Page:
9. Pay attention to codependent responses while navigating through relational betrayal. Understandably, you want to please your hurting partner while both of you attempt to heal from betrayal behavior. However, when the primary motivation to do recovery is to satisfy your partner, it seldom works for the long haul. It is not sustainable. Sometimes the partner who was betrayed by an addict’s behavior wants to determine the particulars of an addict’s behavioral contract for sober living. This seldom works well. Oftentimes an addict will codependently abandon his or her truth in order to appease their betrayed partner. When this happens an addict often loses his or her way in recovery which ultimately leads to a relapse. Both addict and partner must cultivate healthy self-assertion regarding wants, needs, and expectations in the relationship. When this is not done a shallow recovery life is pockmarked with unhealthy codependent response. 

    10. Subconsciously, don’t make your partner your parent while recovering from destructive betrayal behavior. When betrayal is uncovered in a relationship, it is easy for the betrayed partner to put the betrayer in the basement of the relationship. Shame accelerates negative images and messages about the betrayer. This frequently triggers old pattern behaviors that resemble trying to gain approval from a parent early in life. A partner cannot be the other’s parent. Pleasing your partner from this framework of thought and behavior will never restore healthy intimacy. Recovery may trigger awareness that unresolved family-of-origin issues need to be addressed. When this is true, address it so that you can anchor healing that fosters equal loving care for yourself and your hurting partner.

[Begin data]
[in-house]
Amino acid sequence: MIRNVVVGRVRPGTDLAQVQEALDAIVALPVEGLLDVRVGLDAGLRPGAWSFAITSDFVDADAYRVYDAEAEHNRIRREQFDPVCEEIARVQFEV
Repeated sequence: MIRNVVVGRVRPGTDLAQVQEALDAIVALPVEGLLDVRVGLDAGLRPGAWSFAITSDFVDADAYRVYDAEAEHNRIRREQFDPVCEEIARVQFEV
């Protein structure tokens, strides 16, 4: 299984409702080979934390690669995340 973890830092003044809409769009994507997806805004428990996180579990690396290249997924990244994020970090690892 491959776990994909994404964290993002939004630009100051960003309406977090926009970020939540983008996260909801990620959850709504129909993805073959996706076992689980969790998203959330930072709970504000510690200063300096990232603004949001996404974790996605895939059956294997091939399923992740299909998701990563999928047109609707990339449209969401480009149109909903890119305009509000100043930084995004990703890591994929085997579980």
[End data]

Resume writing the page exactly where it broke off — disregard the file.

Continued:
Rebuilding cherish in the appalling presence of infidelity and betrayal is a difficult undertaking. These ten suggestions are among many that can help make a healing difference as you navigate the treacherous waters of mending betrayal behavior.

    Hate Management

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    “There are only two ways: either we love–and love in action is service–or we put hatred into action and destroy.” —Mother Teresa

    When I was a junior in high school, a classmate, Chuck Fuller, shot and killed five members of the Cox family who lived in a country house a little ways from town. All the victims were children ranging from ages 5 to 16. He had been dating Edna Cox at the time. The motive for Chuck’s tragic behavior was unknown. Some thought he was upset because Edna’s parents denied his request to marry her. Others thought it to be because Chuck believed that Edna’s parents demanded that she work too hard with domestic duties around the house. I suppose only Chuck knows for sure. A couple of summers after the tragedy I worked at a summer job with one of the surviving Cox children, Tim, who was my age. Of course, he was still reeling from the tragedy with grief, anger, and hate.